Riding a bike is such a perfect way to exercise, socialize, and enjoy some scenery, but not all bike rides are equal. Trust me when I say that a little bit of planning can go a long way when it comes to getting the most out of your ride.
Are you ready to create your own perfect group bike rides and get more out of your adventure? If the answer is yes, then check out my four tips below.
I go on family bike rides a few times a month and I admit that although we have been getting out regularly for the past two years, up until recently it was quite possibly the most stressful few hours of my week. Imagine four little athletic riders excited to explore – that’s eight tires, four helmets and a whole lot of competitive spirit. Let’s just say that our leisurely family ride could more accurately be described as a mini Tour de France. Dangerous maneuvers to get to the front of the pack, multiple wipeouts because of the racing tactics, all resulting in scraped knees, broken equipment, short-lived but hysterical sobs—and need I say more? What was supposed to be active family fun felt more like torture.
The day that I got caught up in the wipeout of the century is the day that I decided to turn our family bike rides into the perfect ride. I finally realized that we couldn’t just get on the bikes and go and expect it to work out perfectly. A light bulb went off in my mind as I patched myself up with sticking plasters at the side of the path that day. Everything in my life that is successful started with a goal, was executed with a plan and ended with a smile. It was obviously time to take this bike-riding situation more seriously.
I was ready to create the perfect plan for group bike rides. My goal for our group ride was pretty simple: to get through a full ride without blood, tears, a catastrophe or losing sight of a rider. The last goal is critical if your bike team consists of three 7-year-olds and a rambunctious 9-year-old.
Now, if you are about to stop reading because you don’t have kids and feel this post is not relevant for adult riders, then let me reassure you that if you ride in a group my five tips may just help you to get more out of your future group bike rides, whether they’re with kids or young-at-heart adults.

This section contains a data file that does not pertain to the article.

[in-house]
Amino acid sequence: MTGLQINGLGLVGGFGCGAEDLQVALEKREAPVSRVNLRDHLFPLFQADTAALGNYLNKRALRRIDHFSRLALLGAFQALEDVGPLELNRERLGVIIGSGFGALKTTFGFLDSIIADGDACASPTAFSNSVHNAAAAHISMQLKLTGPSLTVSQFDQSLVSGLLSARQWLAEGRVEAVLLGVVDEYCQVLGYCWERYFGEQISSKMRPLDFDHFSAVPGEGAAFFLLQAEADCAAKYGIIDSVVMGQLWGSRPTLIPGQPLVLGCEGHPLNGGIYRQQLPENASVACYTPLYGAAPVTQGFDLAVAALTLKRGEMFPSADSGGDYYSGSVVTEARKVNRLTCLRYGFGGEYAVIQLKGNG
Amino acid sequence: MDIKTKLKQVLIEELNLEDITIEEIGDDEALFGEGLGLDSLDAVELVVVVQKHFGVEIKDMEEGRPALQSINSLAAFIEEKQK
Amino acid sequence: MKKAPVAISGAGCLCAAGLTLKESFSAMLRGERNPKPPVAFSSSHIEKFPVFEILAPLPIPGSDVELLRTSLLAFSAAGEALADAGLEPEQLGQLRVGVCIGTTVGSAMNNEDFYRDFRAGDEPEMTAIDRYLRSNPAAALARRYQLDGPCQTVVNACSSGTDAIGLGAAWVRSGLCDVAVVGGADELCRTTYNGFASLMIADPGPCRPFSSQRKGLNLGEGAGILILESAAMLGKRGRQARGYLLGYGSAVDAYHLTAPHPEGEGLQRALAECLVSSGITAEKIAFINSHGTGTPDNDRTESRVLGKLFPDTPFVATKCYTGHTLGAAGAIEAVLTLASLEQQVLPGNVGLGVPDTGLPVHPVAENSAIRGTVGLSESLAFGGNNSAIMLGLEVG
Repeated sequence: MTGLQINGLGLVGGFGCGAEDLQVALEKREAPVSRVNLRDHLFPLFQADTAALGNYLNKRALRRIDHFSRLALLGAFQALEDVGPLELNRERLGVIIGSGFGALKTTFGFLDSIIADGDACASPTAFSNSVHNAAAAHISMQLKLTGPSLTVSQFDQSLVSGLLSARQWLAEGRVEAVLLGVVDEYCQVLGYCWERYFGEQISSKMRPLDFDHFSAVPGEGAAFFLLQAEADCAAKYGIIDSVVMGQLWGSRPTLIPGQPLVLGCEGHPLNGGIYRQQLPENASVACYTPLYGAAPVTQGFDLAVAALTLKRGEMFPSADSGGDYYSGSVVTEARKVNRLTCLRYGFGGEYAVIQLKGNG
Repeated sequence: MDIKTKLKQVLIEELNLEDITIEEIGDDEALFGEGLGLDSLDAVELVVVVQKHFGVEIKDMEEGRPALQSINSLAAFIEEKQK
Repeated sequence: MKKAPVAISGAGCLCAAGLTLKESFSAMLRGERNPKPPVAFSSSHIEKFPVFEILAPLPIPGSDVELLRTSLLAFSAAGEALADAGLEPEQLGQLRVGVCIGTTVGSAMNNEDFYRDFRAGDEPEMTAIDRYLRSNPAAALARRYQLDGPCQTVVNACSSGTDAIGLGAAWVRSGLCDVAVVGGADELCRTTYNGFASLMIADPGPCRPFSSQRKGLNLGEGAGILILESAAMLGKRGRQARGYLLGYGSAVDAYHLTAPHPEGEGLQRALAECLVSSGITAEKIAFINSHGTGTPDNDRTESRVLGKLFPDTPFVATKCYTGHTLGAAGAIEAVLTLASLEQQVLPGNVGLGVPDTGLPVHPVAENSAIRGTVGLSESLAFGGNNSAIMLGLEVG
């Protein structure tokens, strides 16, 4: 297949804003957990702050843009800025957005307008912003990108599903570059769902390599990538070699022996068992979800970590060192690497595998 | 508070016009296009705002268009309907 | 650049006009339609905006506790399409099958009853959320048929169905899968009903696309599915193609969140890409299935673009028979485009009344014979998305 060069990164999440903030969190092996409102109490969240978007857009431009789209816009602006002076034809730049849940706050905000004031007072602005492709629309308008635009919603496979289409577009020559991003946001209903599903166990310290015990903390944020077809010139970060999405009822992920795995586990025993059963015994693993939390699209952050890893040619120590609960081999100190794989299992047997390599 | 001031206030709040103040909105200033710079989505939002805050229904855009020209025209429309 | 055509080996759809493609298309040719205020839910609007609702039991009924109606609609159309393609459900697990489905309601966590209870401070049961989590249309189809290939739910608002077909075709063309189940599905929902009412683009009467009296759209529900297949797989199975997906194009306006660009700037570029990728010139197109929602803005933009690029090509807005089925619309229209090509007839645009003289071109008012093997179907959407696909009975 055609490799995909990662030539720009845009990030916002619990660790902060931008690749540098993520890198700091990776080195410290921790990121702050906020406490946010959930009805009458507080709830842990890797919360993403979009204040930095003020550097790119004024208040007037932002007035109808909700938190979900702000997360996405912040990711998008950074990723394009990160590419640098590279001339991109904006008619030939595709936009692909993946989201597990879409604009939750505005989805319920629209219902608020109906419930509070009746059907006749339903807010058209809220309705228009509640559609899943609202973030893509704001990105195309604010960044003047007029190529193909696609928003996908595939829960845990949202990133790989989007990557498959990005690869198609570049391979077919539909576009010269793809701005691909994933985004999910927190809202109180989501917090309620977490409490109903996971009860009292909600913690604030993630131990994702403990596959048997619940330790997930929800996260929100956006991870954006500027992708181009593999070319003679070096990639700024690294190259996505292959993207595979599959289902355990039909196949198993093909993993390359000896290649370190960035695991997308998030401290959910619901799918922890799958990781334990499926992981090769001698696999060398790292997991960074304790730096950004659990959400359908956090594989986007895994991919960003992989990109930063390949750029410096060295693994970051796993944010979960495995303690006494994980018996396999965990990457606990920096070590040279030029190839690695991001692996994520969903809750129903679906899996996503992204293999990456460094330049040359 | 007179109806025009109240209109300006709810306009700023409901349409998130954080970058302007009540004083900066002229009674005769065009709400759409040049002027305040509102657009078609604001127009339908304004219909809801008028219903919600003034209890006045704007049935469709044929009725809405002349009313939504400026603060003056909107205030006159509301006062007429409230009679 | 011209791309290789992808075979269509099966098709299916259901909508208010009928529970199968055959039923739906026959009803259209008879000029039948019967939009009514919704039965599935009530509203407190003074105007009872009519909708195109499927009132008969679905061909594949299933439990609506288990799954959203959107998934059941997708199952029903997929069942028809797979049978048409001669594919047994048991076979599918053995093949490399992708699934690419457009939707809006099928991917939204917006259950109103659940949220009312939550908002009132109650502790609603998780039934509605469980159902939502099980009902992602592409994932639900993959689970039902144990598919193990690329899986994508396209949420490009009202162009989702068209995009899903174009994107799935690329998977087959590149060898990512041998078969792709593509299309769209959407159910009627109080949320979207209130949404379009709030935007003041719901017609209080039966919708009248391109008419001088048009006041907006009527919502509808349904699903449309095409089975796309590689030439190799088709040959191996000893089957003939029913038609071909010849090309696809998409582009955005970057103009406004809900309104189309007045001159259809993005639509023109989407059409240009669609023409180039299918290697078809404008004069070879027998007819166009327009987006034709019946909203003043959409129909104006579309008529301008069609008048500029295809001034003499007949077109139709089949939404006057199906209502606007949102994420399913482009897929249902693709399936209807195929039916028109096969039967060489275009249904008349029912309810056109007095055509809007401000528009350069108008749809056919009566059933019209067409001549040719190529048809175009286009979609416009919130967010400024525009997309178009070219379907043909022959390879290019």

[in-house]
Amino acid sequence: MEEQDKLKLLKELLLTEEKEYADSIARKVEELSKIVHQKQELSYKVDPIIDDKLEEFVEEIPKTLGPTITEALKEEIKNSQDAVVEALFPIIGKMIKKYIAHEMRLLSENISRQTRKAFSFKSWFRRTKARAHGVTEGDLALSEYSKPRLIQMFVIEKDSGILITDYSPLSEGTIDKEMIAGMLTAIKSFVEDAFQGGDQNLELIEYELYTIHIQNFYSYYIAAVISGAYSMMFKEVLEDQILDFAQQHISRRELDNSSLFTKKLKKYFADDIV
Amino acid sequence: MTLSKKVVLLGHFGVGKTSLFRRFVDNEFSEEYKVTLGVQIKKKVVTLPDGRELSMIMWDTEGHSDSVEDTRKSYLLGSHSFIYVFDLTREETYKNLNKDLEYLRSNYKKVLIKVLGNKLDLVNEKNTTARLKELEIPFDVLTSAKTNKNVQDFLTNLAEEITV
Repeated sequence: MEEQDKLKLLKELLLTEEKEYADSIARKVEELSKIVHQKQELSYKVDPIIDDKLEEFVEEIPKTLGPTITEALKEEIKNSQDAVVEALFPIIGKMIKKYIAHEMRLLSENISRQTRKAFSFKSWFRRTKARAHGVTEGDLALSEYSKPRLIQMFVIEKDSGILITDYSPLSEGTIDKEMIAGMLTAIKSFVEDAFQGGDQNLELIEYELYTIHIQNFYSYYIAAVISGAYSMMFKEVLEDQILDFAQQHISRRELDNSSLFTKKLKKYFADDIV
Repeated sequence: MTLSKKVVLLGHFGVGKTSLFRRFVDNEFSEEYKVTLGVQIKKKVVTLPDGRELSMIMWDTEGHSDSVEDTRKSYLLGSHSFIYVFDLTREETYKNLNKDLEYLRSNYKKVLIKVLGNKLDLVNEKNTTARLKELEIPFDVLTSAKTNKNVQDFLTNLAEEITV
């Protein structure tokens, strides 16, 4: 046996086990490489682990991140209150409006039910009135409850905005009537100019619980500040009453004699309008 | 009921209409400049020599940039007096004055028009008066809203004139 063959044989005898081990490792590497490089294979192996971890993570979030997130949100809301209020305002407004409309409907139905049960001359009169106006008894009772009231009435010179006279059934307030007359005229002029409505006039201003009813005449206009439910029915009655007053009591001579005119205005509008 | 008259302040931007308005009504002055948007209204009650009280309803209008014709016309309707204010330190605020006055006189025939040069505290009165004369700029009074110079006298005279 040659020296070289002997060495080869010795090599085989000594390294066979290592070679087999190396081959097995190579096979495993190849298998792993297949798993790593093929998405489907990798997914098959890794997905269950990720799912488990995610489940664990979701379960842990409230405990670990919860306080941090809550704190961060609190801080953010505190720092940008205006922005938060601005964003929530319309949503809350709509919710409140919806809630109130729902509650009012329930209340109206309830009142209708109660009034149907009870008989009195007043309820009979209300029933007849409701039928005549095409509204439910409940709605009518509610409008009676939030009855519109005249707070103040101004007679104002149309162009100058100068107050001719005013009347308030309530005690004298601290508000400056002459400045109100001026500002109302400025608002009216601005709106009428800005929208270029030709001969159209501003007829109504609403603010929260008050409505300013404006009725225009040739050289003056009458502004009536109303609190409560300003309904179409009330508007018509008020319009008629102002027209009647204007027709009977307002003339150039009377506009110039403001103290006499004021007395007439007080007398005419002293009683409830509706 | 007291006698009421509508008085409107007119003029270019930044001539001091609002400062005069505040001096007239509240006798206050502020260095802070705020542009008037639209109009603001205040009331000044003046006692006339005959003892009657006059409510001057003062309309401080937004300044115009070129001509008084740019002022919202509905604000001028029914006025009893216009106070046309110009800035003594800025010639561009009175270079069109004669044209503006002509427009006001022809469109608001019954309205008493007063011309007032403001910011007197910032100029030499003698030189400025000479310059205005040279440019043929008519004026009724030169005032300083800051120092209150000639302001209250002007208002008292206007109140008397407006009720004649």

Riding etiquette is so important, and it is something that should be discussed before you go out. Simply letting your group know what is and isn’t comfortable for you can make a huge difference. Discuss what you feel is comfortable spacing, passing rules and things that you think are obvious but that might need saying—like how you indicate and how soon. Simple common-sense manners in the saddle are at the top of my priority list.
The strongest rider should not always be at the front of the pack, especially on a fun ride. This can make weaker riders feel left behind and miserable. Switch up the order so that your ride is enjoyable for the entire group.
Before starting on your ride go over the route and set stopping points every so many miles. On a family ride we obviously stop a lot, but on my road bike days without kids I ride with a very athletic group and we have set stopping points every 5 miles. I’m slow down hill but very strong up hill. Our group tends to rest at the bottom of steep hills to wait for me and will have me lead up steep hills. Remember that group rides are supposed to be fun, so if you have a new rider in your group simply asking a few questions—and discussing your group’s etiquette before setting off can help keep things moving smoothly.
Lack of fluid can ruin the greatest ride. Make sure you bring more that you think you will need. If someone in your group is always running out, then play the role of mother hen and carry extra with you.
It goes without saying that you need the essential tire repair kit, a snack, adequate clothing, etc. But let me add a few family necessities to put in your backpack if you’re riding with kids: sun block, bandages, wet wipes and duct tape. Why the duct tape you ask? I have fixed a pair of handlebars with duct tape, repaired a ripped shoe and fixed a helmet strap. It may seem like an odd accessory for a bike ride, but trust me—with kids it’s essential.
Our new approach to riding as a group has taught my kids that being active is not always about winning or racing. Sometimes it’s OK to let someone else lead the way. It has reinforced their manners, their caring attitude and their team spirit. Showing me that being active is more than just about getting fit. Who knew that a simple scraped knee could elicit such positive change?
I hope you can use some of my tips to help you plan the perfect bike ride and get more out of your rides in future. Getting outside and being active with friends or family should be fun and not torture. So set a goal, make a plan and smile with your success when you see that everyone, including you, is enjoying the ride.
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